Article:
Claims by President Jacob Zuma’s legal adviser Michael Hulley that he had limited involvement in Aurora Empowerment Systems were false, an attorney for the company’s liquidators told MPs on Wednesday.
Briefing Parliament’s mineral resources portfolio committee, attorney John Walker said court documents indicate that Hulley “was in fact a director” in the failed business from which Pamodzi is claiming R1.92-billion.
This follows two months after former Aurora director Thulani Ngubane alleged in papers filed at the high court in Pretoria that Hulley had set up a meeting between Zuma and potential Chinese backers for Aurora.
Walker said, however, that claims by Khulubuse Zuma, the president’s nephew, that he was not deeply involved in Aurora appeared to be accurate.
“Basically, he was the face of Aurora and was not really involved save to put in financing from time to time when workers were not paid.”
But Walker said this would not be a legal defence for Zuma when the claim was heard in March 2015 because a company director could not claim recalcitrance.
Both mines destroyed
Aurora Empowerment Systems is the parent company appointed by Pamodzi liquidators to manage the Springs and Orkney mines.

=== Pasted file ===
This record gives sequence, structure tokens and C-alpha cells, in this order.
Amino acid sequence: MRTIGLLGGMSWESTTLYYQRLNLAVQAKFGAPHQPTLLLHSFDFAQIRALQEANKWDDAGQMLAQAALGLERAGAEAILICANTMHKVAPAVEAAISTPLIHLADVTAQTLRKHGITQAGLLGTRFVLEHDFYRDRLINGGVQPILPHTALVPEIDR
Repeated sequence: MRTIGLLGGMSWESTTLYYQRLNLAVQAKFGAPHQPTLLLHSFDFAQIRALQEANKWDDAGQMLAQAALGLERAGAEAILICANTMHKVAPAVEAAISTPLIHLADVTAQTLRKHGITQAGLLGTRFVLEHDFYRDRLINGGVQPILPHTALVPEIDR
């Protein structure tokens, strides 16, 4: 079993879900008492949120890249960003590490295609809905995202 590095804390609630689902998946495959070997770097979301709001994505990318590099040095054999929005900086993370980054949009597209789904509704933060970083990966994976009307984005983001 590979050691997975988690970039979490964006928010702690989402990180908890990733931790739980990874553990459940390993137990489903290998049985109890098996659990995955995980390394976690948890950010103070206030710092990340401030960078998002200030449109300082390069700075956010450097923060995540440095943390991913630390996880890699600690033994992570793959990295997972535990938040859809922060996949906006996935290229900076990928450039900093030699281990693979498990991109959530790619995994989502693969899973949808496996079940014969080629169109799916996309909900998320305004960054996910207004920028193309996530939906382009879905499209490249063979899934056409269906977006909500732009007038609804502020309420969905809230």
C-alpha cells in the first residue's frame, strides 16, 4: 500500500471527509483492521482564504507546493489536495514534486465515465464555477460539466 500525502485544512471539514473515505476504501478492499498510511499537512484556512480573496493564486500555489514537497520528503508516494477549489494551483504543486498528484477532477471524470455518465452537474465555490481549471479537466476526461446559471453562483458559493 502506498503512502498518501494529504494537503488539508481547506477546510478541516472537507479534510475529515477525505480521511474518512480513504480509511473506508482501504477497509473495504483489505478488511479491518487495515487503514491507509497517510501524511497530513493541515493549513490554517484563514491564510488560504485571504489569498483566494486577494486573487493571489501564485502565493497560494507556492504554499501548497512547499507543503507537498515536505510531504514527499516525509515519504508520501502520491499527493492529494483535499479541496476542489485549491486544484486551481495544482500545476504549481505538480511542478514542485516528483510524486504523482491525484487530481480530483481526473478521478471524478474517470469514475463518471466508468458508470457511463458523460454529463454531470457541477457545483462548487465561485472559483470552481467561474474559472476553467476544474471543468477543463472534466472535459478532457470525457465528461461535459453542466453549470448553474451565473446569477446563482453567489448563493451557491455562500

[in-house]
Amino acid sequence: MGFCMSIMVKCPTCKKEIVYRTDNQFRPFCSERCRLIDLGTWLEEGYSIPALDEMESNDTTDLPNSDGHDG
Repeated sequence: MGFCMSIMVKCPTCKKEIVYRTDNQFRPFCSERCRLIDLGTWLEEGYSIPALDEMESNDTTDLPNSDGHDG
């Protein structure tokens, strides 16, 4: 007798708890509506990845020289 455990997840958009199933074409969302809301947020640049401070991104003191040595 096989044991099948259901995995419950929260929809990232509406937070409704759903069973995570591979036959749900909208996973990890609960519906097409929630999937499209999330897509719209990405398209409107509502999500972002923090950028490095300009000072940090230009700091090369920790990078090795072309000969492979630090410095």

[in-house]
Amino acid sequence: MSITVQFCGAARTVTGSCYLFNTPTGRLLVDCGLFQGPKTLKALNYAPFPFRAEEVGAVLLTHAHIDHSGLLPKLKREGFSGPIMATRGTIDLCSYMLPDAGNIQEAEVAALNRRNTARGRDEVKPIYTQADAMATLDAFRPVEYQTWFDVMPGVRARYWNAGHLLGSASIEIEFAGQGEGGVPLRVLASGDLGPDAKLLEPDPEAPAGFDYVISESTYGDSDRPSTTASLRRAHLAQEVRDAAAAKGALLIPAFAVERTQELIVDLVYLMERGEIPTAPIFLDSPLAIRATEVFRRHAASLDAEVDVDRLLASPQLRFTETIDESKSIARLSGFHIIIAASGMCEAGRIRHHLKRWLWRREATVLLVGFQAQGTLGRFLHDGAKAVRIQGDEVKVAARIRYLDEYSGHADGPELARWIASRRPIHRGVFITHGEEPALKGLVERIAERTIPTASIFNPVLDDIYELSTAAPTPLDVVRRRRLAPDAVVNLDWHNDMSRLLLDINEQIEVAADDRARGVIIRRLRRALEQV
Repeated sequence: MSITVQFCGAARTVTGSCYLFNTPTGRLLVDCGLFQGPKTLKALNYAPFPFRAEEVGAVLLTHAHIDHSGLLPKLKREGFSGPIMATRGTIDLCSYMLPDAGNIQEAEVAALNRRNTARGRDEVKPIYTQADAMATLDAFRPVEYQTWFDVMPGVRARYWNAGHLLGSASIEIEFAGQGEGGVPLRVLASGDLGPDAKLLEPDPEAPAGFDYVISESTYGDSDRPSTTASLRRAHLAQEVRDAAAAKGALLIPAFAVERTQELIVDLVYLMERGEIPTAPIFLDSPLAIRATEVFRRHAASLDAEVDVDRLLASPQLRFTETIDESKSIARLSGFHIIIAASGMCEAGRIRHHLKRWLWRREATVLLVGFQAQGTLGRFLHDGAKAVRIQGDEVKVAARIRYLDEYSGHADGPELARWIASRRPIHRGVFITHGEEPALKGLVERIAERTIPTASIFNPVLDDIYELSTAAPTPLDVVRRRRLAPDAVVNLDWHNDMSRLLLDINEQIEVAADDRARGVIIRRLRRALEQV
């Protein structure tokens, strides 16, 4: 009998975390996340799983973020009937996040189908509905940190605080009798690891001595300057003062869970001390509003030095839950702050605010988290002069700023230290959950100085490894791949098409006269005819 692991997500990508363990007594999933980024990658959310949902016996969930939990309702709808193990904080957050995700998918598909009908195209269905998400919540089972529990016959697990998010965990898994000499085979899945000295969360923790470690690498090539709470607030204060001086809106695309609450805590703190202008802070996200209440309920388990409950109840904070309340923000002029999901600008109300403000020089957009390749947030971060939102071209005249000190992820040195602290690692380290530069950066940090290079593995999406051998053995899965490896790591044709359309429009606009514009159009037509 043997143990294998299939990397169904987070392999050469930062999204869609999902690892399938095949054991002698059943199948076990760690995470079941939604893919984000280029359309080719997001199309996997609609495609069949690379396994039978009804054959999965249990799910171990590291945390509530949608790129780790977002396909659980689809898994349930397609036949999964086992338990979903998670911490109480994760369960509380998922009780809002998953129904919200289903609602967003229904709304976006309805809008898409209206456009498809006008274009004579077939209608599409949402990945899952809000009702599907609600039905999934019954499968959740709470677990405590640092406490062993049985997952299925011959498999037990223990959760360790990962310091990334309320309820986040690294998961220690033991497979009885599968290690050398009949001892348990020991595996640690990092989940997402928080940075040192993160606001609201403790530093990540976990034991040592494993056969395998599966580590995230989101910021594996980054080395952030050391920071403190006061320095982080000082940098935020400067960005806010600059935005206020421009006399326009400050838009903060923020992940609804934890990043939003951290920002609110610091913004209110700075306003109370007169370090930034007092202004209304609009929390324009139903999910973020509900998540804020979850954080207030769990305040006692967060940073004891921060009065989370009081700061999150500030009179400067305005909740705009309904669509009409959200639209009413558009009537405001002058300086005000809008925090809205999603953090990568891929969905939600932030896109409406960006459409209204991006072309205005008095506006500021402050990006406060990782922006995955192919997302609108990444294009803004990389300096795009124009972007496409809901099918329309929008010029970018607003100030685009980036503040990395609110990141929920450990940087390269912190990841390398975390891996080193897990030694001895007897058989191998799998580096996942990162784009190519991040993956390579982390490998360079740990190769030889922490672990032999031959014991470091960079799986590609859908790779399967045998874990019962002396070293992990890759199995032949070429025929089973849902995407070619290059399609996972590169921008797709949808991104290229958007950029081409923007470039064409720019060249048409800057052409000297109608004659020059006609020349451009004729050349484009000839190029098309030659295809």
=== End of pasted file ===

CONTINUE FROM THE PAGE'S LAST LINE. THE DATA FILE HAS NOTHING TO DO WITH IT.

But the directors of Aurora allegedly destroyed both mines through looting and mismanagement, and Walker confirmed that the joint liquidators would be pursuing Ngubane, Zondwa Mandela and father and son team Sulliman and Fazel Bhana.
They are seeking to hold them, as managers and directors, personally liable for the collapse of the Pamodzi mines.
Walker said Aurora was insolvent from the time it was founded in 2009 and never used R259-million in gold sales to pay workers or maintain the mines, but was involved in a ruinous process of repaying investors who put up money for the company to be established.
“Basically, Aurora was insolvent from the moment it opened its doors,” he said. “It did not use the money it earned to pay workers or its creditors but to pay back investors at a very high rate.”
Aurora failed to pay the security company it hired, which led to vast levels of illegal mining that resulted in more than 2 000 cases of theft against nationals from various countries.
Because it could not pay its creditors, the company allowed them to remove assets, including shafts, from the mines to the extent that what was left was only worth about R5-million, said Walker.
He said it was difficult to trace and reclaim stripped assets because it was likely these were sold as scrap metal for cash.
Moreover, the estate did not have the money to appoint forensic auditors and doing so could consume most of the money liquidators were trying to reclaim to pay workers’ outstanding wages.
Zuma has denied any asset-stripping at the mines, saying the damage suffered was purely the result of illegal mining. – Sapa